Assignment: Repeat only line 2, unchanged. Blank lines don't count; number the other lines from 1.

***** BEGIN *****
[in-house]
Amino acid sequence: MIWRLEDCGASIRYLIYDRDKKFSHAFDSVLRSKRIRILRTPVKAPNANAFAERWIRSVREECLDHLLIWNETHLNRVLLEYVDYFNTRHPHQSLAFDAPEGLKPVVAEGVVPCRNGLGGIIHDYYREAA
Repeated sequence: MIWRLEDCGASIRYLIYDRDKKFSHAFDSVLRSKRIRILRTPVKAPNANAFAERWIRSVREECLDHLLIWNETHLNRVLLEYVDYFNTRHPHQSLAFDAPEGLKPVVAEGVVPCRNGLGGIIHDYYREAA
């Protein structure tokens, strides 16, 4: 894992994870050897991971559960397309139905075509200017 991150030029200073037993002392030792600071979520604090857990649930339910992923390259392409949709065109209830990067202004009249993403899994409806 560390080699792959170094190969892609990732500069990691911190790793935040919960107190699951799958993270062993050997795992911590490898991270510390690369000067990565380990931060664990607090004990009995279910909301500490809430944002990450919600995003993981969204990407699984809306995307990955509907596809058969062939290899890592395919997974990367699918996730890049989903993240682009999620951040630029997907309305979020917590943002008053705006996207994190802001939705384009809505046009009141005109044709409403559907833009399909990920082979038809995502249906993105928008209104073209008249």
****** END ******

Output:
Amino acid sequence: MIWRLEDCGASIRYLIYDRDKKFSHAFDSVLRSKRIRILRTPVKAPNANAFAERWIRSVREECLDHLLIWNETHLNRVLLEYVDYFNTRHPHQSLAFDAPEGLKPVVAEGVVPCRNGLGGIIHDYYREAA